I also run a touchscreen monitor - a restaurant POS station (ELO brand) so is it somewhat splash resistant. Purchased off eBay for under $100. Most of the functions one uses when underway can be run via the touchescreen so the laptop is out of the way. Dimming for night running is fine.

I have AIS connected to the laptop via simple USB with AIS targets via OpenCPN. Works well and a highly recommended.

I also have an iPad with Navionics for backup, which works well. Too bright for night-time use though even when dimmed down as far as possible.
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Old 12-19-2014, 12:57 PM   #31
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I've been running Coastal Explorer for 9 years and use raster, vector, or CMAP depending on location. Most of the time I use CMAP. At times I run split screen with different charts on each screen. I run on either a Dell laptop under Win 7 or an HP laptop on Win 8.1.

Solved the two helm problem by running a USB cable to the upper helm and installing a Lenovo 14 inch USB monitor on a RAM mount. My Bluetooth trackball works at the upper helm so I have full control. That way I don't need to transfer routes between computers. It worked well last summer.

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Old 12-19-2014, 02:59 PM   #32
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...I have AIS connected to the laptop via simple USB with AIS targets via OpenCPN. Works well and a highly recommended.
What AIS receiver are you using?
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Old 12-19-2014, 03:11 PM   #33
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I don't have much experience, however; at this time, I prefer paper charts. The Kingfisher, a 37 foot Nordic Tug, has a great, large chart table. You can unroll a full chart with plenty of room for navigation equipment. I have only chartered one other trawler, a 32 foot Nordic Tug. There was not a good place for paper charts. This spring we are chartering a 41 foot American Tug. Unfortunately, in the photos, it looks like there is not a good place for full sized paper charts. We got spoiled on Kingfisher! We will have a couple of other adults with us in the spring so we opted for 2 full size cabins and beds.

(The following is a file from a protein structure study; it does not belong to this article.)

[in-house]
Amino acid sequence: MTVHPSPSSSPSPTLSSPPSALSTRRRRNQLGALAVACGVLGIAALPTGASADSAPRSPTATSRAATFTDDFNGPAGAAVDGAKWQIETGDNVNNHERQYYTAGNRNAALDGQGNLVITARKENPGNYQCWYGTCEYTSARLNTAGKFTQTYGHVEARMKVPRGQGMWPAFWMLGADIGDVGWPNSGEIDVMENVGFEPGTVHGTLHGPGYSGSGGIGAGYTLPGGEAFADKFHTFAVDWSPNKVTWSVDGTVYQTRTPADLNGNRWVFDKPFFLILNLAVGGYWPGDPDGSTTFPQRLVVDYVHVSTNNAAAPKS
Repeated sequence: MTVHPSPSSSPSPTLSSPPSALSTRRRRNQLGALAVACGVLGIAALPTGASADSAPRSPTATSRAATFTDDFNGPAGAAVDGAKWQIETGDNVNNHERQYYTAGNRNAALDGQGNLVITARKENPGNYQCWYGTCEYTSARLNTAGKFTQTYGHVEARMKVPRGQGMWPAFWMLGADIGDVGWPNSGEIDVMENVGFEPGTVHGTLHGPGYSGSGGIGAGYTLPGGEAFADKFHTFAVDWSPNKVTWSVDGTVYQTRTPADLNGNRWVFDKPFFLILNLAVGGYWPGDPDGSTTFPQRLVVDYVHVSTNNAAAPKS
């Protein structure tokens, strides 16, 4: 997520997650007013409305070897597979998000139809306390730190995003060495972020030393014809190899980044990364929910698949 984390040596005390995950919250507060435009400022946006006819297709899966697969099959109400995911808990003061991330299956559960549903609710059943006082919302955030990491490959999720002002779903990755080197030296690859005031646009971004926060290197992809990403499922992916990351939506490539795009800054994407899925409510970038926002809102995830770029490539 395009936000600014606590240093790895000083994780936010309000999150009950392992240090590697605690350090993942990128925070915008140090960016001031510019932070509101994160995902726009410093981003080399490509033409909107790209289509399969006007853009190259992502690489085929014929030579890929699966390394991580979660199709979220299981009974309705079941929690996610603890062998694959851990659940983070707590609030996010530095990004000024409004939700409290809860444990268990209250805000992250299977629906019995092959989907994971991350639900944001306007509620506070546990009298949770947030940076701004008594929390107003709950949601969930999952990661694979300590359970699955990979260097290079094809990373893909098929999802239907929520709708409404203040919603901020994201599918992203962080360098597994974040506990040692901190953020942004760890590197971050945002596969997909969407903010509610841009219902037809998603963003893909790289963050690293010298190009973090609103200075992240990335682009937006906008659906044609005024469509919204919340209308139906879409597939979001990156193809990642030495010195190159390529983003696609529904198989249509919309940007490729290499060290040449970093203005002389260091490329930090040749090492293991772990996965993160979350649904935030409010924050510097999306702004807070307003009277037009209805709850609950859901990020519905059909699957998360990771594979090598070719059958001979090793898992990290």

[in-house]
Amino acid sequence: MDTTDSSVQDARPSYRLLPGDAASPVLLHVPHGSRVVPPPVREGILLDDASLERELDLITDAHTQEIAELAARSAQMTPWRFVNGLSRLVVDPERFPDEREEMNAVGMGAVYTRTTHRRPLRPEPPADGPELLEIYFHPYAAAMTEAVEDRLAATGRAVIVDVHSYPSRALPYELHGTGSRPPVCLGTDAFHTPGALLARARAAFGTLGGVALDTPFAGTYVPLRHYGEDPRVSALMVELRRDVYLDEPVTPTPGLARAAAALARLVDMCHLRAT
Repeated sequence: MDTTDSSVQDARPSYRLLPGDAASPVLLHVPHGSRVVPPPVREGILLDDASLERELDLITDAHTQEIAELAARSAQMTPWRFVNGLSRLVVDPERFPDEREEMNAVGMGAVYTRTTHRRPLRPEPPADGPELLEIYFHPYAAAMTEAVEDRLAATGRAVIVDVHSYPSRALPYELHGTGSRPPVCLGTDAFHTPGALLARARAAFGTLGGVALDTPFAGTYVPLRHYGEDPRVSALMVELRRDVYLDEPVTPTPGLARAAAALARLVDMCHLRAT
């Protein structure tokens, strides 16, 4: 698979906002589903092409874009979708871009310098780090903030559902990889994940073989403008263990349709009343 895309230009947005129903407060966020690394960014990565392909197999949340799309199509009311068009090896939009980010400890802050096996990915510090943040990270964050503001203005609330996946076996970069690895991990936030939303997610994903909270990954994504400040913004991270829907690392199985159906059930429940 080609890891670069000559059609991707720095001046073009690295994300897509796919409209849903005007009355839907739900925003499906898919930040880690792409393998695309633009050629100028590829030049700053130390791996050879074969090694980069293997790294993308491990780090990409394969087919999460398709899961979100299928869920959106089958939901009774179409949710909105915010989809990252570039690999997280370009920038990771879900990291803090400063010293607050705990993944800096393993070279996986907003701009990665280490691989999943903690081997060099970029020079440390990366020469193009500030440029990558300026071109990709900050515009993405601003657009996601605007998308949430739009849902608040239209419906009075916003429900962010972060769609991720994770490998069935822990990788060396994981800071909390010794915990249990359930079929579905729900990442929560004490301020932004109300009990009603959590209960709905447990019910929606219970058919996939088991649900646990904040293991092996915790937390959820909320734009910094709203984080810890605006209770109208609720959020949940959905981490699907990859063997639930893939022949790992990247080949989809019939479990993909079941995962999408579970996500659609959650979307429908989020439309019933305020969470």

Of course, we always back up our navigation with the chartplotter/GPS.

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Old 12-19-2014, 04:09 PM   #34
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I've been running Coastal Explorer for 9 years and use raster, vector, or CMAP depending on location. Most of the time I use CMAP. At times I run split screen with different charts on each screen. I run on either a Dell laptop under Win 7 or an HP laptop on Win 8.1.

Solved the two helm problem by running a USB cable to the upper helm and installing a Lenovo 14 inch USB monitor on a RAM mount. My Bluetooth trackball works at the upper helm so I have full control. That way I don't need to transfer routes between computers. It worked well last summer.

Tom
I run CE as well. I switched over from another product in July. I'm currently using the NOAA supplied vector chart's
Is there an advantage in your mind to paying for the CMap versions?

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Old 12-19-2014, 07:54 PM   #35
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While some vector charts may actually be more accurate...a lot of you are kidding yourself if you think the vast majority are.

I have current data overlay on my raster charts and they often have more data such as bridge info and some notes that some of the vector charts I have used didn't.

I have navigated a ton with both and neither form has kept me off the rocks/bottom or put me on them....it's usually something other than style of chart.